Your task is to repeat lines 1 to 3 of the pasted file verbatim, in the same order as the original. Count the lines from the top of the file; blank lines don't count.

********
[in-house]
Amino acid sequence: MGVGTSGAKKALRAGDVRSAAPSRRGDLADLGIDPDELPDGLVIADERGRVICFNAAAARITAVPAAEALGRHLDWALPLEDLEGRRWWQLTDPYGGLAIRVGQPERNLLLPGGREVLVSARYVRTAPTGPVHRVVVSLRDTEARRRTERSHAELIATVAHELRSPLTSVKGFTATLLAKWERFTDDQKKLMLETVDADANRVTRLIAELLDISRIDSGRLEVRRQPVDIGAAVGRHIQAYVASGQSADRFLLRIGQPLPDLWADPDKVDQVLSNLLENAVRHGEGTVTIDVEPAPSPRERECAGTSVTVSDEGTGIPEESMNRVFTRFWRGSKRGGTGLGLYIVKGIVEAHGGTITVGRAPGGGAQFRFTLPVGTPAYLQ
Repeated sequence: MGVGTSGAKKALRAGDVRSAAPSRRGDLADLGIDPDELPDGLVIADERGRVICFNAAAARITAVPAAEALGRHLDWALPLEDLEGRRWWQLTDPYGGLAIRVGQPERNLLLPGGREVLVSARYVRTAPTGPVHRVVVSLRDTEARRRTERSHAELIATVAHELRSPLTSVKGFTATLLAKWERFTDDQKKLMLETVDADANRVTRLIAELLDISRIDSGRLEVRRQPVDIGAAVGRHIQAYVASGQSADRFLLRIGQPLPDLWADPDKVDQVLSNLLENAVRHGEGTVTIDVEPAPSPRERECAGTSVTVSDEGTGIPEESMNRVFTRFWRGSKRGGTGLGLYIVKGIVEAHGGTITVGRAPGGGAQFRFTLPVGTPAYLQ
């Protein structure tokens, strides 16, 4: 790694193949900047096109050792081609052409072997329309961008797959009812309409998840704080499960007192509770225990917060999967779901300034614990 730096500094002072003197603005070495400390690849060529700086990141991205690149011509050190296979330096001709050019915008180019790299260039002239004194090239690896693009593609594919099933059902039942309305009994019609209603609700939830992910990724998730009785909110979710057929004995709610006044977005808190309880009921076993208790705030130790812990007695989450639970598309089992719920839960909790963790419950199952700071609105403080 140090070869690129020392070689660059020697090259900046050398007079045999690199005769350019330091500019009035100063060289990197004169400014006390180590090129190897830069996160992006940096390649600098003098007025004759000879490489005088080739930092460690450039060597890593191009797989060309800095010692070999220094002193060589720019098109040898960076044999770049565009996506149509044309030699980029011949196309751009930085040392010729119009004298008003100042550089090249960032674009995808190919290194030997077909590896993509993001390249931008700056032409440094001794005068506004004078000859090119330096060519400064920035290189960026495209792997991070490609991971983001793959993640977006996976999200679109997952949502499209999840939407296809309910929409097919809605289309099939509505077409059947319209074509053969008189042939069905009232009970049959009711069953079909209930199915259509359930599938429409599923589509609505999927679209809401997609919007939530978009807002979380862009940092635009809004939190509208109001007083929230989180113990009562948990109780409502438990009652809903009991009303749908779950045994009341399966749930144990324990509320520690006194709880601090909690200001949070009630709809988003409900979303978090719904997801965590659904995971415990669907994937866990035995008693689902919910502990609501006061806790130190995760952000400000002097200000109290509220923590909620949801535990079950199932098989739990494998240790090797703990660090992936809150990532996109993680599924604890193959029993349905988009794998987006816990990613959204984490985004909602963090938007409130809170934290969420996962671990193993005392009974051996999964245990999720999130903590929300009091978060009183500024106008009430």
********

[in-house]
Amino acid sequence: MGVGTSGAKKALRAGDVRSAAPSRRGDLADLGIDPDELPDGLVIADERGRVICFNAAAARITAVPAAEALGRHLDWALPLEDLEGRRWWQLTDPYGGLAIRVGQPERNLLLPGGREVLVSARYVRTAPTGPVHRVVVSLRDTEARRRTERSHAELIATVAHELRSPLTSVKGFTATLLAKWERFTDDQKKLMLETVDADANRVTRLIAELLDISRIDSGRLEVRRQPVDIGAAVGRHIQAYVASGQSADRFLLRIGQPLPDLWADPDKVDQVLSNLLENAVRHGEGTVTIDVEPAPSPRERECAGTSVTVSDEGTGIPEESMNRVFTRFWRGSKRGGTGLGLYIVKGIVEAHGGTITVGRAPGGGAQFRFTLPVGTPAYLQ
Repeated sequence: MGVGTSGAKKALRAGDVRSAAPSRRGDLADLGIDPDELPDGLVIADERGRVICFNAAAARITAVPAAEALGRHLDWALPLEDLEGRRWWQLTDPYGGLAIRVGQPERNLLLPGGREVLVSARYVRTAPTGPVHRVVVSLRDTEARRRTERSHAELIATVAHELRSPLTSVKGFTATLLAKWERFTDDQKKLMLETVDADANRVTRLIAELLDISRIDSGRLEVRRQPVDIGAAVGRHIQAYVASGQSADRFLLRIGQPLPDLWADPDKVDQVLSNLLENAVRHGEGTVTIDVEPAPSPRERECAGTSVTVSDEGTGIPEESMNRVFTRFWRGSKRGGTGLGLYIVKGIVEAHGGTITVGRAPGGGAQFRFTLPVGTPAYLQ